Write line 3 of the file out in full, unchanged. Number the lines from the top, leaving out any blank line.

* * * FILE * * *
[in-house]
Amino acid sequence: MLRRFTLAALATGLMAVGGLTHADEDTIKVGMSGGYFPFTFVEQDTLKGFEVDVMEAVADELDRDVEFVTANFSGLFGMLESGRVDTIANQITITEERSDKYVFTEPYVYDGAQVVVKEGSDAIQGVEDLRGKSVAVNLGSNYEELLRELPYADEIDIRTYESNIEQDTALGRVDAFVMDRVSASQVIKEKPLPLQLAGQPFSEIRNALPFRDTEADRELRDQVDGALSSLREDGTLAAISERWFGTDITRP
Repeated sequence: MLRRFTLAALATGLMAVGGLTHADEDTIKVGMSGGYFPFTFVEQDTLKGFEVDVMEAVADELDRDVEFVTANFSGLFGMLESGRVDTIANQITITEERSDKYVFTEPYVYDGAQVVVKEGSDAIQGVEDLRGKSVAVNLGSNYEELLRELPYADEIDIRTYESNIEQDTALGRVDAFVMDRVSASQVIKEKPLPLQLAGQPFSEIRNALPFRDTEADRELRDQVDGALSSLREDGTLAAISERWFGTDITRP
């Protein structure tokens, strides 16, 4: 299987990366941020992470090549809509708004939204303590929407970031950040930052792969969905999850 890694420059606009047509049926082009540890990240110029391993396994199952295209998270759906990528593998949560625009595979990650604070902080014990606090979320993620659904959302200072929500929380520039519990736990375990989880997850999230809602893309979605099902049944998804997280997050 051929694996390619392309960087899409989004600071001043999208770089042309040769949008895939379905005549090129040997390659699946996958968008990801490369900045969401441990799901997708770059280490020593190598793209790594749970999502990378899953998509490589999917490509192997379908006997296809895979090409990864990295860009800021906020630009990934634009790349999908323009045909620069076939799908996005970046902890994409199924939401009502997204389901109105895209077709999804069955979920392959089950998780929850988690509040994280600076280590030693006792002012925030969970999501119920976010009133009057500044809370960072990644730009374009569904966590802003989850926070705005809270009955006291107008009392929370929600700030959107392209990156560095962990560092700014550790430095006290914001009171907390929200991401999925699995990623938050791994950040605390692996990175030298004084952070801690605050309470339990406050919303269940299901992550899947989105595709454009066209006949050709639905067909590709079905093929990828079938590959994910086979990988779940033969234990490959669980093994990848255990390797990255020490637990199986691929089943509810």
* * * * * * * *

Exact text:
Repeated sequence: MLRRFTLAALATGLMAVGGLTHADEDTIKVGMSGGYFPFTFVEQDTLKGFEVDVMEAVADELDRDVEFVTANFSGLFGMLESGRVDTIANQITITEERSDKYVFTEPYVYDGAQVVVKEGSDAIQGVEDLRGKSVAVNLGSNYEELLRELPYADEIDIRTYESNIEQDTALGRVDAFVMDRVSASQVIKEKPLPLQLAGQPFSEIRNALPFRDTEADRELRDQVDGALSSLREDGTLAAISERWFGTDITRP